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Home Publications Blogs Beat the Press Why Is the I.M.F. Urging Japan to Bring Women Into the Labor Market?

Why Is the I.M.F. Urging Japan to Bring Women Into the Labor Market?

Saturday, 12 April 2014 22:16

That's what readers of this NYT piece must have been asking. It reported:

"It [the I.M.F.] has urged Tokyo to make structural reforms to bolster its labor market, by, for instance, bringing women into the work force."

This seems strange since the OECD reports that the employment to population ratio for prime age women in Japan (25-54) was 71.5 percent in the third quarter of 2013, the most recent data available. By comparison it was 69.4 percent in the United States.



From comments below and other comments I have received, I realize I need to clarify my point. From all the data I have seen and accounts I have heard, Japan continues to be a very sexist society and women almost certainly face more discrimination than in the United States. I was simply saying that their problem is not bringing women into the workforce. On that score the country has done remarkably well. The employment to population ratio for prime age women rose from 67.6 percent in 2007, before the recession, to 71.5 percent in the most recent quarter. By contrast, in the United States it fell from 72.5 percent to 69.4 percent over the same period. Based on these data , getting women into the labor force is one thing that Japan seems to be doing well.


Note: numbers were corrected to show employment to population ratios for prime age women.



Comments (6)Add Comment
written by herman schwartz, April 12, 2014 11:24
the rate of part-time employment among JPese women is roughly 2x that in the US, at 34% vs 17% (rough averages over the 2000s) and roughly 55% higher than the OECD average at 22% part-time . JP is like the NLD in this respect, with very high nominal rates of female employment but low(-ish) levels of 'effort' i.e. hours. plus it is the OECD's round about way of saying: you need to let women have real jobs and real career tracks.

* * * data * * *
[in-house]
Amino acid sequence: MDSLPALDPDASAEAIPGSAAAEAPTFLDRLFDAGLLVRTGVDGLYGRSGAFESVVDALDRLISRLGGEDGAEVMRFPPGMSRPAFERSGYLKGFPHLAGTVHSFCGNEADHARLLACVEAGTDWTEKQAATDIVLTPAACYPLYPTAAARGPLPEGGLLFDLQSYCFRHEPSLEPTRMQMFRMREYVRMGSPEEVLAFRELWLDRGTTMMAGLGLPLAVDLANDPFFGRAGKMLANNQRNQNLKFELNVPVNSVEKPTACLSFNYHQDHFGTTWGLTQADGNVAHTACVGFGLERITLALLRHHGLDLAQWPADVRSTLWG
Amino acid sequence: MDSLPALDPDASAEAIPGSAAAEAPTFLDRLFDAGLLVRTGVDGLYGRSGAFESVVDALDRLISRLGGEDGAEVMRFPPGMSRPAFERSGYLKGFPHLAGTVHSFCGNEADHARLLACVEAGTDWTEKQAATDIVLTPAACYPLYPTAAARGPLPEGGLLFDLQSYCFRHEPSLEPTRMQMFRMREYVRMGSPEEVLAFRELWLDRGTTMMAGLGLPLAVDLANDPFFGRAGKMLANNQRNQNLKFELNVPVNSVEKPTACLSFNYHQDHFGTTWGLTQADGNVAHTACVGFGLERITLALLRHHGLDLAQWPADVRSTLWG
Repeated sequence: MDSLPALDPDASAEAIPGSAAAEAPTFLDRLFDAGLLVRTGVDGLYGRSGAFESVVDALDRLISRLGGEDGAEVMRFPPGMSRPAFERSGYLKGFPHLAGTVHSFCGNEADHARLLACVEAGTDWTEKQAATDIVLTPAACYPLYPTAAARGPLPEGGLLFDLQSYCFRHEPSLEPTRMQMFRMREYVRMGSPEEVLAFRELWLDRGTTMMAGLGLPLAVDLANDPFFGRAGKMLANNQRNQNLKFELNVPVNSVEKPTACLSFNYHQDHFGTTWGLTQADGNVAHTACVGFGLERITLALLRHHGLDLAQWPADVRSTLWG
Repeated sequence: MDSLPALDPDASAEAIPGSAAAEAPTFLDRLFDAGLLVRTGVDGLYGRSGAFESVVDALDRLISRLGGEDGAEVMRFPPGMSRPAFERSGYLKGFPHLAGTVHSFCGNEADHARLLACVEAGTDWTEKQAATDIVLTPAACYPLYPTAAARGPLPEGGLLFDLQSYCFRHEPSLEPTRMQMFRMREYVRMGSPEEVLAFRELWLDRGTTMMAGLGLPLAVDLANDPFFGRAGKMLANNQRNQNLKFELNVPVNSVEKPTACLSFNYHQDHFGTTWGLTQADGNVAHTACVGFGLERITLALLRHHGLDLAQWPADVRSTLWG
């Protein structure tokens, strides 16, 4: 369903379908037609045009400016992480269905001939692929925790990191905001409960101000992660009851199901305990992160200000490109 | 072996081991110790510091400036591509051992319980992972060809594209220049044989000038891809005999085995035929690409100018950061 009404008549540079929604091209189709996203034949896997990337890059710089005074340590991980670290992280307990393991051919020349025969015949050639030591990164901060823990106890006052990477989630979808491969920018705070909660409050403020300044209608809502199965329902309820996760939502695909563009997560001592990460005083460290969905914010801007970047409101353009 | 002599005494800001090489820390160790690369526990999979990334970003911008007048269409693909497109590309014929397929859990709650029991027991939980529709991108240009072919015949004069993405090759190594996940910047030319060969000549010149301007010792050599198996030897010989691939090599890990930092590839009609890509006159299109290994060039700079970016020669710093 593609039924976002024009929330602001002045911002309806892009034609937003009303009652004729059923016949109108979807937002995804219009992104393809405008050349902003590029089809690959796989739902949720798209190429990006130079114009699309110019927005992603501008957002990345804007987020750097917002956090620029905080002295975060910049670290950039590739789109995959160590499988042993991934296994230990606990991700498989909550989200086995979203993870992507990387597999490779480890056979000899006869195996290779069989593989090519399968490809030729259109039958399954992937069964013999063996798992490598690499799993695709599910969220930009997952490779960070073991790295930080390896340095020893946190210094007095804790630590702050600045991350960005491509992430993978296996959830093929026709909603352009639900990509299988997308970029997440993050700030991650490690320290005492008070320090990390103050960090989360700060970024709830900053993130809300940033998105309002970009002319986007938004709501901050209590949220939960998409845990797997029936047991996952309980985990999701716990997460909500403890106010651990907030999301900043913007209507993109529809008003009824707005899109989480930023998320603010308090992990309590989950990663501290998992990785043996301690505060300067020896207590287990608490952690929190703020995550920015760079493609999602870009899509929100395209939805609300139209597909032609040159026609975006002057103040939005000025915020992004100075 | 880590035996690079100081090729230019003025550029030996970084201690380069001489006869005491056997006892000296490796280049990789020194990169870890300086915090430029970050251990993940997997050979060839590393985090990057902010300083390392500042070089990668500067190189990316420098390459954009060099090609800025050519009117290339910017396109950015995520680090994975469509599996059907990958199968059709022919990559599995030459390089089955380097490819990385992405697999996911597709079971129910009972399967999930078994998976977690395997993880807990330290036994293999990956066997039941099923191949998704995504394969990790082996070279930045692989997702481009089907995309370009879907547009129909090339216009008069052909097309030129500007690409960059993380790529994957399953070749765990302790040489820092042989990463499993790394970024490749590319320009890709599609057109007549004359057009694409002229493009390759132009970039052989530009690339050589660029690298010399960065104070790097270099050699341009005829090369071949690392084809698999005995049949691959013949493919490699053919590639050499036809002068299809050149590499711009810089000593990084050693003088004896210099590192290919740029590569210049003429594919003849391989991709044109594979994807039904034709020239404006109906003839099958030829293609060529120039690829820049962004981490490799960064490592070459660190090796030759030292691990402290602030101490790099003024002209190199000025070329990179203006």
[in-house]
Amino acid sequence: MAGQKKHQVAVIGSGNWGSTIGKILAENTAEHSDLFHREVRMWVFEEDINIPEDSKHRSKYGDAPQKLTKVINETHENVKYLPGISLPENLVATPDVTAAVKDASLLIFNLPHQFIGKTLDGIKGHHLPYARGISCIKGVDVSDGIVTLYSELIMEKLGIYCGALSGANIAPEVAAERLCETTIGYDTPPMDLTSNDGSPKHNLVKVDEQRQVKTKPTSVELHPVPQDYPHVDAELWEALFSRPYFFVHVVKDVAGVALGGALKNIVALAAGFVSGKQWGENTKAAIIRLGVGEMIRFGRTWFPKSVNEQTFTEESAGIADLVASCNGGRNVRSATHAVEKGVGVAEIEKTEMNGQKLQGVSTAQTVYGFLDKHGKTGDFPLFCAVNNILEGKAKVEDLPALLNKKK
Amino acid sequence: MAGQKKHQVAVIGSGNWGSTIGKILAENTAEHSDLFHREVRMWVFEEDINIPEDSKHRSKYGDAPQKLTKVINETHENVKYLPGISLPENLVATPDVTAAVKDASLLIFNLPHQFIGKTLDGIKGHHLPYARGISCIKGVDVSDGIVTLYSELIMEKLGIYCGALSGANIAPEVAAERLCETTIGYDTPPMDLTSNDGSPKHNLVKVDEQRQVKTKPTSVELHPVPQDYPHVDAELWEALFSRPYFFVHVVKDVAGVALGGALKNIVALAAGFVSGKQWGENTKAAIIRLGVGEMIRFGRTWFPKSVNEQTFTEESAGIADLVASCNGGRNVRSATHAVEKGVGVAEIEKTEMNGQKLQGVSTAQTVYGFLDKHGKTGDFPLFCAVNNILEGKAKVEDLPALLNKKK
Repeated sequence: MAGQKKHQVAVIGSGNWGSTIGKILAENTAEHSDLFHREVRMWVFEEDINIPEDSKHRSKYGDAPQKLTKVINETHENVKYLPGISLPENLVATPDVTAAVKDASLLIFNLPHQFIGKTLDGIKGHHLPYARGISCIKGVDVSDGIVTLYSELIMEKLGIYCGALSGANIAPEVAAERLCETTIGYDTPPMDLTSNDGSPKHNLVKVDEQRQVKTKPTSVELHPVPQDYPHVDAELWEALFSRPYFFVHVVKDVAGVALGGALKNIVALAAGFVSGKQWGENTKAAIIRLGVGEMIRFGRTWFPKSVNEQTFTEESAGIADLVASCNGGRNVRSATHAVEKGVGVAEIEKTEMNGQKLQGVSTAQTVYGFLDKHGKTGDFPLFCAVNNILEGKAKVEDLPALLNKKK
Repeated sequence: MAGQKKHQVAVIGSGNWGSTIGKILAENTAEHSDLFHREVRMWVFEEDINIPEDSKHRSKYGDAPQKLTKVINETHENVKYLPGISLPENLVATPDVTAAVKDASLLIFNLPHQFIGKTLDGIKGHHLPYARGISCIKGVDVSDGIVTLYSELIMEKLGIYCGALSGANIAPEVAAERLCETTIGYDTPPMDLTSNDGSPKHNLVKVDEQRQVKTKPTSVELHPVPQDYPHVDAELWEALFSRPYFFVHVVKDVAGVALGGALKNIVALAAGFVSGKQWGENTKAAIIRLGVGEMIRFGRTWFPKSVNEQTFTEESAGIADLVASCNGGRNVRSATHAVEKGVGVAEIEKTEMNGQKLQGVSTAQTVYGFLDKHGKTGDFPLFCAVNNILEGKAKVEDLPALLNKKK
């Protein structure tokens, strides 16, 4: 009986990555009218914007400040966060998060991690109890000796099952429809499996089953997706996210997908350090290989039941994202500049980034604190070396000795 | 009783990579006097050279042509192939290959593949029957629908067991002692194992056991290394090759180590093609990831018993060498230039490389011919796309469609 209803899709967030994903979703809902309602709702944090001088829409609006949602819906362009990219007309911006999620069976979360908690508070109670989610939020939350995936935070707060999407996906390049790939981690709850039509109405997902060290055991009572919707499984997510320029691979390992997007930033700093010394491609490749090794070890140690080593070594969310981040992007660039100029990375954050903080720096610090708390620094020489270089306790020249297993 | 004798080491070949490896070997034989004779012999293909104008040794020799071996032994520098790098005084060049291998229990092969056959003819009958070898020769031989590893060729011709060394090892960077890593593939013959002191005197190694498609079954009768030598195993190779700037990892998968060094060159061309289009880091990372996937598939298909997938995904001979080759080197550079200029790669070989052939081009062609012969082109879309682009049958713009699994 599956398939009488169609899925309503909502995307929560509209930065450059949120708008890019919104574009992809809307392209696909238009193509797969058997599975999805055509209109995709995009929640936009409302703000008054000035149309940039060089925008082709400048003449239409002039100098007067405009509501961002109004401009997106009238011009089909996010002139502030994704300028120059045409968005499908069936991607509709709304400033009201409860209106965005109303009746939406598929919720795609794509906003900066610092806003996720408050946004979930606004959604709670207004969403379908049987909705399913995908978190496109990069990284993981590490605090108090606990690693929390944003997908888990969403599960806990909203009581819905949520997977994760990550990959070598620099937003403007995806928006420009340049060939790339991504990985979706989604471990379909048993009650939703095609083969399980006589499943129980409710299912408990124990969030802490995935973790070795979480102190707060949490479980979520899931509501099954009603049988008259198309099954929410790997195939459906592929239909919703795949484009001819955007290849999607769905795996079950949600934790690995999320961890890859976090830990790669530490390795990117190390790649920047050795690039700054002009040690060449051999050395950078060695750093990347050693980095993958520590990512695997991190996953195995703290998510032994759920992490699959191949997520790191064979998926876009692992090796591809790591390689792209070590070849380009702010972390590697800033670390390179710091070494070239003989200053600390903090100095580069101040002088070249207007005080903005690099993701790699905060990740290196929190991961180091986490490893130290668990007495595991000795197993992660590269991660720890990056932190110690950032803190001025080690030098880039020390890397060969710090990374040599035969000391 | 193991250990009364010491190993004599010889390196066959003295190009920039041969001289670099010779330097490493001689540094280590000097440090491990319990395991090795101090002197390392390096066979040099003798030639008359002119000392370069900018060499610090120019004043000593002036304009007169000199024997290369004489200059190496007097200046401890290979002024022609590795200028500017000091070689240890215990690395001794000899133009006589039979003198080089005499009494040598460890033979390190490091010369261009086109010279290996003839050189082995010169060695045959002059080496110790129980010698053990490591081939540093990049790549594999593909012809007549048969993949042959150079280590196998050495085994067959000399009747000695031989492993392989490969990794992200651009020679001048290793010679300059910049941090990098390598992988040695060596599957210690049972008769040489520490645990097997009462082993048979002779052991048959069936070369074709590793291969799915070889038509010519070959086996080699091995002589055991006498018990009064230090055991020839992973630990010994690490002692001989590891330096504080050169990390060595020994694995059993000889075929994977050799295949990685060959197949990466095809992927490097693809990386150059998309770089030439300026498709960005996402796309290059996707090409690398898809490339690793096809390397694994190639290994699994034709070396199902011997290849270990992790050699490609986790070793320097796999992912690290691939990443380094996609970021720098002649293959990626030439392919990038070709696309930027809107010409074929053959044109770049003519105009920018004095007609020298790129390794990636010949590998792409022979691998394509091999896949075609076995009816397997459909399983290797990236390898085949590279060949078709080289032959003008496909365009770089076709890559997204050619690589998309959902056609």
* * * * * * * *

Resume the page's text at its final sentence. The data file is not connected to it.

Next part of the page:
written by djb, April 13, 2014 5:37
What people do at home is not important

The important thing is get as many people in the labor market as possible to drive down wages

The author of that article makes no attempt whatsoever to explain why the imf recommended "structural" changes like getting more women in the workforce
written by Eric Pedersen , April 13, 2014 6:36
I'm a bit confused. It looks like the link you give (and the numbers referred to) are total employment, not female employment. Female employment is given as 62.6 for Japan and 62.5 for the U.S., which still implies a large gender disparity in employment to give Japan an overall employment rate of 72.2.
written by Kat, April 13, 2014 6:53
I'm confused too. I see Q4 2013 as the most recently available data- so all of 2013 is available (62.5 v. 62.3 for the US).
Can Women Save Japan (and Asia Too)? Finance & Development, October 2012, Vol. 49, No. 3
written by Anon, April 13, 2014 7:46
I am a bit concerned because Dean Baker is one of the bloggers that I read without checking and now I will have to start checking his work. He could not have read the IMF report - here is an older one showing the problems that women with children have rejoining the workforce.

FRED Says:
written by Larry Signor, April 13, 2014 9:58

Yup...Dean is right...q for women aged 25-54...debunk dat.

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About Beat the Press

Dean Baker is co-director of the Center for Economic and Policy Research in Washington, D.C. He is the author of several books, his latest being The End of Loser Liberalism: Making Markets Progressive. Read more about Dean.